The fundamental purpose of public health is defined by three core functions: assessment, policy development and assurance. Community health assessments (CHAs) and improvement plans (CHIPs)provide information for problem and asset identification and policy formulation, implementation, and evaluation.
Community Health Assessment (CHA)
In 2015, the Grant County Health District published a Community Health Assessment Report. This 73 page report is a collection of information that shows the health of the residents of Grant County. In addition to the main report, there is a summary indicators page, and city specific factsheets (available for Moses Lake, Ephrata, Quincy, Mattawa, and combined Grand Coulee and Electric City).
What is a CHA?
A Community Health Assessment (CHA), also referred to as a Community Health Needs Assessment (CHNA), is a systematic examination of the health status indicators for a given population that is used to identify key problems and assets in a community. The ultimate goal of a community health assessment is to develop strategies to address the community’s health needs and identified issues. A CHA answers the following questions:
- What are the health problems in a community?
- Why do health issues exist in a community?
- What factors create or determine the health problems?
- What resources are available to address the health problems?
- What are the health needs of the community from a population-based perspective?
Community Health Improvement Plan (CHIP)
In the spring of 2015, GCHD assessment staff held meetings around Grant County to develop the work areas for the Community Health Improvement Plan (CHIP). We were pleased to see consensus around the county on the areas chosen for the plan. The areas identified were:
- Build community engagement (including engaging stakeholders and cultural literacy)
- Assure effective and common public communications (including effective messages, effective outreach, and cultural literacy)
- Promote and provide community educational activities (including prevention education, health education and health literacy)
After the areas were identified, a draft plan with goals and objectives was written. We asked the community to provide input on the plan through a survey. The next step is to form work groups on each of the 3 areas and to create measures to monitor our progress.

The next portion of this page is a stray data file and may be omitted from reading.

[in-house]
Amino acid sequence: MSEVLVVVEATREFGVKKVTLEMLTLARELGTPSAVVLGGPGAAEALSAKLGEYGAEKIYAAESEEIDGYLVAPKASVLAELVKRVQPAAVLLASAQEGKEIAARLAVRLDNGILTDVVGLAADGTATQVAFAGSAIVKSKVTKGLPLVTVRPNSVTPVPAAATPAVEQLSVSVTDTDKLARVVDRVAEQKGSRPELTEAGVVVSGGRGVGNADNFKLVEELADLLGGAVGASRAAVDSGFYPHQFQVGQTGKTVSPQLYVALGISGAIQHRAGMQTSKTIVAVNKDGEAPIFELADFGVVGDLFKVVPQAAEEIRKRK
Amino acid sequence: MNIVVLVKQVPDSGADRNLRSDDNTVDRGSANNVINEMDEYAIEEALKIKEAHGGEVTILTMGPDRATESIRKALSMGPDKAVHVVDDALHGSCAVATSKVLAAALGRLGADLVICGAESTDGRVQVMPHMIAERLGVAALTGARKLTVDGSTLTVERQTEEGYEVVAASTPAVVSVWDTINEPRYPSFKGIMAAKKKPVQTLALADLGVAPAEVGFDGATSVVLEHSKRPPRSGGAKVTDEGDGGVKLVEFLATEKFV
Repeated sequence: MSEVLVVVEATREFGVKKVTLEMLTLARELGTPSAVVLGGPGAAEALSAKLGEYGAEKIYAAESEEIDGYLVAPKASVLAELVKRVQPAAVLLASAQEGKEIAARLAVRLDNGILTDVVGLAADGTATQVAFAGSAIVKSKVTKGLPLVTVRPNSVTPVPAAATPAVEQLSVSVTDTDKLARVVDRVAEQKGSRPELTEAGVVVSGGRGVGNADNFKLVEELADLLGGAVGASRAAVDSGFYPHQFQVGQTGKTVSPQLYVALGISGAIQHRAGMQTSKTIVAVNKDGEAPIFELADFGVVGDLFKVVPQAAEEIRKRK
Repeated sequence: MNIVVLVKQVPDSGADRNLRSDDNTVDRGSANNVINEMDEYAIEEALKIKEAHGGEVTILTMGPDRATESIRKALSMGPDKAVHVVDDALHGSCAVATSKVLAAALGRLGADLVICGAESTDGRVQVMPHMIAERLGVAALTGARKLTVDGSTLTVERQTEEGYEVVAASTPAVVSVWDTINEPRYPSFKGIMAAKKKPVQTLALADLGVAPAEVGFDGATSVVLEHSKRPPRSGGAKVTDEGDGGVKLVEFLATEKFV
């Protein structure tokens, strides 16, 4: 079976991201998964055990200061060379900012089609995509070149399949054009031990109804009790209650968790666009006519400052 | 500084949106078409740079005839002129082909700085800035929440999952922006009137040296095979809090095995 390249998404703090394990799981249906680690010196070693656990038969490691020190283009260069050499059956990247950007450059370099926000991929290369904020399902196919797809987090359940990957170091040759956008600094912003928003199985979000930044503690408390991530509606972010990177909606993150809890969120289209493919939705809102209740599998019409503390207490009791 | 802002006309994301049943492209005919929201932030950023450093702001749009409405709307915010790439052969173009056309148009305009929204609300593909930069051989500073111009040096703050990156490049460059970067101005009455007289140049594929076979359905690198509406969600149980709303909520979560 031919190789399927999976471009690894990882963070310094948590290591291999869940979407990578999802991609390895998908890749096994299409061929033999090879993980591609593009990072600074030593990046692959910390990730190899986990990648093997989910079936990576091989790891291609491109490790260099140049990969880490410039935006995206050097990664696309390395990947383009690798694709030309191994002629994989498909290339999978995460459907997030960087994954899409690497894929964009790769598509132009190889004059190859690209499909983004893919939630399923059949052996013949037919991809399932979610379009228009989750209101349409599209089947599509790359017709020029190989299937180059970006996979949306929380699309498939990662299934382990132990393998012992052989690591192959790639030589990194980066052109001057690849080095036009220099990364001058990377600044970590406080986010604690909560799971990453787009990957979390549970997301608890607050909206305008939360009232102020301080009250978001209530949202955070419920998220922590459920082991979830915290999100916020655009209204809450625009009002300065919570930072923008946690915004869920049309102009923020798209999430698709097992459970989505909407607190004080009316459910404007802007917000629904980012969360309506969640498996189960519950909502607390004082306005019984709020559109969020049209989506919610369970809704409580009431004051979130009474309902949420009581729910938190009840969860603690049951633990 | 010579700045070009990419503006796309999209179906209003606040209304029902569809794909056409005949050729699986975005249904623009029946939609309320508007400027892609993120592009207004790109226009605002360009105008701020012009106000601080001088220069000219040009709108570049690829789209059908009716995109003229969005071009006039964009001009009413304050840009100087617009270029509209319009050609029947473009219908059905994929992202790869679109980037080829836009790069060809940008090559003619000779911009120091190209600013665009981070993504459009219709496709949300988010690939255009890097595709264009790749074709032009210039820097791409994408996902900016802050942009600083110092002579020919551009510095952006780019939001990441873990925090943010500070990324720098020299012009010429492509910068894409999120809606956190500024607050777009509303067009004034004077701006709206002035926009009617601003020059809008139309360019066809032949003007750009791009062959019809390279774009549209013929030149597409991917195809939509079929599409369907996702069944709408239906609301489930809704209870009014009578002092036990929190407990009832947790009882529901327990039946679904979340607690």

What is a CHIP?
A Community Health Improvement Plan (CHIP) is a long-term, systematic effort to address public health problems on the basis of the results of community health assessment activities and the community health improvement process. This plan is used by health and other governmental education and human service agencies, in collaboration with community partners, to set priorities and coordinate and target resources. A CHIP is critical for developing policies and defining actions to target efforts that promote health. It should define the vision for the health of the community through a collaborative process and should address the gamut of strengths, weaknesses, challenges, and opportunities that exist in the community to improve the health status of that community.A plan is typically updated every three to five years. Common elements of a CHIP include:
- Prepare and plan
- Engage the community
- Develop a goal or vision
- Conduct community health assessment(s)
- Prioritize health issues
- Develop community health improvement plan
- Implement community health improvement plan
- Evaluate and monitor outcomes
Why complete an assessment and improvement plan?
A community health assessment gives organizations comprehensive information about the community’s current health status, needs, and issues. This information can help develop a community health improvement plan by justifying how and where resources should be allocated to best meet community needs.
- Improved organizational and community coordination and collaboration
- Increased knowledge about public health and the interconnectedness of activities
- Strengthened partnerships within state and local public health systems
- Identified strengths and weaknesses to address in quality improvement efforts
- Baselines on performance to use in preparing for accreditation
- Benchmarks for public health practice improvements